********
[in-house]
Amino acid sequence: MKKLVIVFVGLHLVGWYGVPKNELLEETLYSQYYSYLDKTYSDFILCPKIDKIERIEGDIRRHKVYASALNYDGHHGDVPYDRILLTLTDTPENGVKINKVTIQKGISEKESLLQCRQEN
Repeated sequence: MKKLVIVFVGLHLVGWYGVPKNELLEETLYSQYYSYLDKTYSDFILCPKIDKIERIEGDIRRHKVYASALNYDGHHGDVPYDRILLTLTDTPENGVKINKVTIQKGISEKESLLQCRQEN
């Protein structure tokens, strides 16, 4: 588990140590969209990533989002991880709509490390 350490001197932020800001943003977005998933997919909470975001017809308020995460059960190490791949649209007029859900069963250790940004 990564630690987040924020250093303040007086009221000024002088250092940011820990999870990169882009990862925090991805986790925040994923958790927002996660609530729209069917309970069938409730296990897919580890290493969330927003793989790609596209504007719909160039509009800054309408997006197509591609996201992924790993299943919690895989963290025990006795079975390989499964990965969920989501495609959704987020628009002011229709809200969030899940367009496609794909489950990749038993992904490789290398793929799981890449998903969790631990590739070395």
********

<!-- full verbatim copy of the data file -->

[in-house]
Amino acid sequence: MKKLVIVFVGLHLVGWYGVPKNELLEETLYSQYYSYLDKTYSDFILCPKIDKIERIEGDIRRHKVYASALNYDGHHGDVPYDRILLTLTDTPENGVKINKVTIQKGISEKESLLQCRQEN
Repeated sequence: MKKLVIVFVGLHLVGWYGVPKNELLEETLYSQYYSYLDKTYSDFILCPKIDKIERIEGDIRRHKVYASALNYDGHHGDVPYDRILLTLTDTPENGVKINKVTIQKGISEKESLLQCRQEN
């Protein structure tokens, strides 16, 4: 588990140590969209990533989002991880709509490390 350490001197932020800001943003977005998933997919909470975001017809308020995460059960190490791949649209007029859900069963250790940004 990564630690987040924020250093303040007086009221000024002088250092940011820990999870990169882009990862925090991805986790925040994923958790927002996660609530729209069917309970069938409730296990897919580890290493969330927003793989790609596209504007719909160039509009800054309408997006197509591609996201992924790993299943919690895989963290025990006795079975390989499964990965969920989501495609959704987020628009002011229709809200969030899940367009496609794909489950990749038993992904490789290398793929799981890449998903969790631990590739070395």